against  the  holy  church.  --Shak. 
 
  {To  stand  to}. 
  a  To  ply;  to  urge;  to  persevere  in  using.  ``Stand  to 
  your  tackles,  mates,  and  stretch  your  oars.'' 
  --Dryden. 
  b  To  remain  fixed  in  a  purpose  or  opinion.  ``I  will 
  stand  to  it  that  this  is  his  sense.''  --Bp. 
  Stillingfleet 
  c  To  abide  by  to  adhere  to  as  to  a  contrast, 
  assertion,  promise,  etc.;  as  to  stand  to  an  award; 
  to  stand  to  one's  word 
  d  Not  to  yield;  not  to  fly;  to  maintain,  as  one's 
  ground.  ``Their  lives  and  fortunes  were  put  in 
  safety,  whether  they  stood  to  it  or  ran  away.'' 
  --Bacon. 
  e  To  be  consistent  with  to  agree  with  as  it  stands 
  to  reason  that  he  could  not  have  done  so 
  f  To  support;  to  uphold.  ``Stand  to  me  in  this  cause.'' 
  --Shak. 
 
  {To  stand  together},  to  be  consistent;  to  agree. 
 
  {To  stand  to  sea}  (Naut.),  to  direct  the  course  from  land.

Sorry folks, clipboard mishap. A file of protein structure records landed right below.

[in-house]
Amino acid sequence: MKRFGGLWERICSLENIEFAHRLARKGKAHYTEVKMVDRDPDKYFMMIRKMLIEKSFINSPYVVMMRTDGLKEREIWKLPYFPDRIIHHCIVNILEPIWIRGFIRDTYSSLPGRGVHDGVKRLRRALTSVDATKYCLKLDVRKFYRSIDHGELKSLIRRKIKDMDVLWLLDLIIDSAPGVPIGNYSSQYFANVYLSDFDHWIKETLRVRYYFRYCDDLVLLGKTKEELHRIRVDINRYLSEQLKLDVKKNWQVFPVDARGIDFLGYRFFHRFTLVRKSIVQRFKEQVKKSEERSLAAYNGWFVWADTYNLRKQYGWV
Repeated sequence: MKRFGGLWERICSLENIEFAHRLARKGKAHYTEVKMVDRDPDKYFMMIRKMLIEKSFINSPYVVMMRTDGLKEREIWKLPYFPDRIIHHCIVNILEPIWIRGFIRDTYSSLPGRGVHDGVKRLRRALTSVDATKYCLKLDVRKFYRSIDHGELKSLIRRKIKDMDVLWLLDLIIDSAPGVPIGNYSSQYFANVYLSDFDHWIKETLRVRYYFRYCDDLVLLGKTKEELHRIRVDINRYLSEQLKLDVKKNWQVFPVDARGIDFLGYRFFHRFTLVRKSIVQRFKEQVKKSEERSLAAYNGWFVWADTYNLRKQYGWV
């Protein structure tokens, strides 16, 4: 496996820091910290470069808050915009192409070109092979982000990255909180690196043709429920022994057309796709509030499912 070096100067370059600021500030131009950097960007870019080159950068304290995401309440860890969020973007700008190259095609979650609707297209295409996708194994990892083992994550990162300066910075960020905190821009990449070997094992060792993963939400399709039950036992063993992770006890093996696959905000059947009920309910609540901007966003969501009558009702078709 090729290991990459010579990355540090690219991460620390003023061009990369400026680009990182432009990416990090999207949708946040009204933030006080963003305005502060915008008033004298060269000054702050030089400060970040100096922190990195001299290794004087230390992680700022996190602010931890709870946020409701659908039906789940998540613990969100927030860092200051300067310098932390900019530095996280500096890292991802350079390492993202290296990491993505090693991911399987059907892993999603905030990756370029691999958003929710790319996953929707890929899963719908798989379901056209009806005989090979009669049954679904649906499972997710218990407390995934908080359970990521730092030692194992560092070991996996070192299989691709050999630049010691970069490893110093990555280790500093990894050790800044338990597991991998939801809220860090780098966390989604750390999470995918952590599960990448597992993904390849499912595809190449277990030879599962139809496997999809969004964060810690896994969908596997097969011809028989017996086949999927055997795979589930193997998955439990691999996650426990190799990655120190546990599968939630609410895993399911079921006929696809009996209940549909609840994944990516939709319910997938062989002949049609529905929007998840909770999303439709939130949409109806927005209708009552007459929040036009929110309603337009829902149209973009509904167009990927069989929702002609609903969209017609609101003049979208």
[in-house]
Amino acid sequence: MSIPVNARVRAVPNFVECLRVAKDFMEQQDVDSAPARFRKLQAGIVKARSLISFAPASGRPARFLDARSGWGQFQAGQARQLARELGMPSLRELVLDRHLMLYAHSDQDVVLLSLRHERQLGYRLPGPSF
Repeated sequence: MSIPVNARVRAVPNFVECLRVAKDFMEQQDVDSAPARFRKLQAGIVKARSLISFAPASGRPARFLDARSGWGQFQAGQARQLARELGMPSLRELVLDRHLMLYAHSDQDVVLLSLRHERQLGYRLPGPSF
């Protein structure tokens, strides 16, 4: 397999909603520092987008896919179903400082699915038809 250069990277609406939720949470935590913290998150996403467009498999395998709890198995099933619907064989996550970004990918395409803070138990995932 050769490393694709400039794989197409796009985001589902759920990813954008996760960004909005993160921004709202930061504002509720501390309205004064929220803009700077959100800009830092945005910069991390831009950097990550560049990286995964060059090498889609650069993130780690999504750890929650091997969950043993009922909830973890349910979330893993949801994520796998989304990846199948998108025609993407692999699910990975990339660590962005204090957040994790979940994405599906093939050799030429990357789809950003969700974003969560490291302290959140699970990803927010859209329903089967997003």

{To  stand  under},  to  undergo;  to  withstand.  --Shak. 
 
  {To  stand  up}. 
  a  To  rise  from  sitting;  to  be  on  the  feet. 
  b  To  arise  in  order  to  speak  or  act  ``Against  whom 
  when  the  accusers  stood  up  they  brought  none 
  accusation  of  such  things  as  I  supposed.''  --Acts 
  xxv.  18. 
  c  To  rise  and  stand  on  end  as  the  hair. 
  d  To  put  one's  self  in  opposition;  to  contend.  ``Once 
  we  stood  up  about  the  corn.''  --Shak. 
 
  {To  stand  up  for},  to  defend;  to  justify;  to  support,  or 
  attempt  to  support;  as  to  stand  up  for  the 
  administration. 
 
  {To  stand  upon}. 
  a  To  concern;  to  interest. 
  b  To  value;  to  esteem.  ``We  highly  esteem  and  stand 
  much  upon  our  birth.''  --Ray. 
  c  To  insist  on  to  attach  much  importance  to  as  to 
  stand  upon  security;  to  stand  upon  ceremony. 
  d  To  attack;  to  assault.  [A  Hebraism]  ``So  I  stood  upon 
  him  and  slew  him.''  --2  Sam.  i.  10. 
 
  {To  stand  with},  to  be  consistent  with  ``It  stands  with 
  reason  that  they  should  be  rewarded  liberally.''  --Sir  J. 
  Davies. 
 
  From  Webster's  Revised  Unabridged  Dictionary  (1913)  [web1913]: 
 
  Stood  \Stood\, 
  imp.  &  p.  p.  of  {Stand}.